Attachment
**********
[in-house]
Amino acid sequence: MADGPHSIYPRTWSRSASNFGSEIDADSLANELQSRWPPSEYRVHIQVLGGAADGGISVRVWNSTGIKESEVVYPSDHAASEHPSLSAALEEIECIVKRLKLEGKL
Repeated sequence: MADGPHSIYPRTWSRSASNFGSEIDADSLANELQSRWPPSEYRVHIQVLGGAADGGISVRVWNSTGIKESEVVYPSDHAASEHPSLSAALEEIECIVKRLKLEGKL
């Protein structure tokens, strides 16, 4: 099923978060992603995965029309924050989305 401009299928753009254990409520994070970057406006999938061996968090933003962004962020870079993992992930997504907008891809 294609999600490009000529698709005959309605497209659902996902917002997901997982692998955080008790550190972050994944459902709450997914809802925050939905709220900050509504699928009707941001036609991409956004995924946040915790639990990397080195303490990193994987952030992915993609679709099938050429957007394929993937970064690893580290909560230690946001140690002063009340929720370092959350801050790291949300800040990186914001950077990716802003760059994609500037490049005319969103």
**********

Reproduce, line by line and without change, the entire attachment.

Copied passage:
[in-house]
Amino acid sequence: MADGPHSIYPRTWSRSASNFGSEIDADSLANELQSRWPPSEYRVHIQVLGGAADGGISVRVWNSTGIKESEVVYPSDHAASEHPSLSAALEEIECIVKRLKLEGKL
Repeated sequence: MADGPHSIYPRTWSRSASNFGSEIDADSLANELQSRWPPSEYRVHIQVLGGAADGGISVRVWNSTGIKESEVVYPSDHAASEHPSLSAALEEIECIVKRLKLEGKL
């Protein structure tokens, strides 16, 4: 099923978060992603995965029309924050989305 401009299928753009254990409520994070970057406006999938061996968090933003962004962020870079993992992930997504907008891809 294609999600490009000529698709005959309605497209659902996902917002997901997982692998955080008790550190972050994944459902709450997914809802925050939905709220900050509504699928009707941001036609991409956004995924946040915790639990990397080195303490990193994987952030992915993609679709099938050429957007394929993937970064690893580290909560230690946001140690002063009340929720370092959350801050790291949300800040990186914001950077990716802003760059994609500037490049005319969103």